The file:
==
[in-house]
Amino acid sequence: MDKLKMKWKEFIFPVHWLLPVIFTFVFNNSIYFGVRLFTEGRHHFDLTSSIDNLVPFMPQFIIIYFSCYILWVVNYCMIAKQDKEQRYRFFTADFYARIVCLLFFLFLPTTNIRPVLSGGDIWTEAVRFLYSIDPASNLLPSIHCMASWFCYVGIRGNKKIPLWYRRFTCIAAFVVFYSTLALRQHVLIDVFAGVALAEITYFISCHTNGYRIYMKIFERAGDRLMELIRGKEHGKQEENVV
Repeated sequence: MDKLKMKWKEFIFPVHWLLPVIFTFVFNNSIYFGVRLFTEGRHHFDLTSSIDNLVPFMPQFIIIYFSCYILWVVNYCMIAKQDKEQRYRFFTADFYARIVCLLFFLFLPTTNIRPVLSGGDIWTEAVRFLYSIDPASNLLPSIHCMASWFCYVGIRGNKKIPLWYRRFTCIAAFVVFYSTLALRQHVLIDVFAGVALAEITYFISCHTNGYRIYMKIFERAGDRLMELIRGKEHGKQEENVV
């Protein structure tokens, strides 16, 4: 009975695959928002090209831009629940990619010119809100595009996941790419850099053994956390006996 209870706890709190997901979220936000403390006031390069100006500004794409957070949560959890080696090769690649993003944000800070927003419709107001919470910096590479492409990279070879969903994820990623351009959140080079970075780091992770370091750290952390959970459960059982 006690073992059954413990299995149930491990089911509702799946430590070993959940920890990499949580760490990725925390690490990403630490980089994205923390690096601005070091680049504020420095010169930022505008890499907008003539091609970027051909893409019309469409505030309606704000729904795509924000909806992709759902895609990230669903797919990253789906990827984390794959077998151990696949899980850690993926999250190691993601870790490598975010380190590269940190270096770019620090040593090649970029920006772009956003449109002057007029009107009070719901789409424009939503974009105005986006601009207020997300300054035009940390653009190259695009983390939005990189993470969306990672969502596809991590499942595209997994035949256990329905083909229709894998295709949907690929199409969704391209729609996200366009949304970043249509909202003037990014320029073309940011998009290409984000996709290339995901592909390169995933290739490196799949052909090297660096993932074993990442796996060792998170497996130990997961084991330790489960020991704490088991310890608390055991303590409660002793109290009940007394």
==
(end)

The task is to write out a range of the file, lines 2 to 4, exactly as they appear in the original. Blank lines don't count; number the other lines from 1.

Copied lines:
Amino acid sequence: MDKLKMKWKEFIFPVHWLLPVIFTFVFNNSIYFGVRLFTEGRHHFDLTSSIDNLVPFMPQFIIIYFSCYILWVVNYCMIAKQDKEQRYRFFTADFYARIVCLLFFLFLPTTNIRPVLSGGDIWTEAVRFLYSIDPASNLLPSIHCMASWFCYVGIRGNKKIPLWYRRFTCIAAFVVFYSTLALRQHVLIDVFAGVALAEITYFISCHTNGYRIYMKIFERAGDRLMELIRGKEHGKQEENVV
Repeated sequence: MDKLKMKWKEFIFPVHWLLPVIFTFVFNNSIYFGVRLFTEGRHHFDLTSSIDNLVPFMPQFIIIYFSCYILWVVNYCMIAKQDKEQRYRFFTADFYARIVCLLFFLFLPTTNIRPVLSGGDIWTEAVRFLYSIDPASNLLPSIHCMASWFCYVGIRGNKKIPLWYRRFTCIAAFVVFYSTLALRQHVLIDVFAGVALAEITYFISCHTNGYRIYMKIFERAGDRLMELIRGKEHGKQEENVV
């Protein structure tokens, strides 16, 4: 009975695959928002090209831009629940990619010119809100595009996941790419850099053994956390006996 209870706890709190997901979220936000403390006031390069100006500004794409957070949560959890080696090769690649993003944000800070927003419709107001919470910096590479492409990279070879969903994820990623351009959140080079970075780091992770370091750290952390959970459960059982 006690073992059954413990299995149930491990089911509702799946430590070993959940920890990499949580760490990725925390690490990403630490980089994205923390690096601005070091680049504020420095010169930022505008890499907008003539091609970027051909893409019309469409505030309606704000729904795509924000909806992709759902895609990230669903797919990253789906990827984390794959077998151990696949899980850690993926999250190691993601870790490598975010380190590269940190270096770019620090040593090649970029920006772009956003449109002057007029009107009070719901789409424009939503974009105005986006601009207020997300300054035009940390653009190259695009983390939005990189993470969306990672969502596809991590499942595209997994035949256990329905083909229709894998295709949907690929199409969704391209729609996200366009949304970043249509909202003037990014320029073309940011998009290409984000996709290339995901592909390169995933290739490196799949052909090297660096993932074993990442796996060792998170497996130990997961084991330790489960020991704490088991310890608390055991303590409660002793109290009940007394």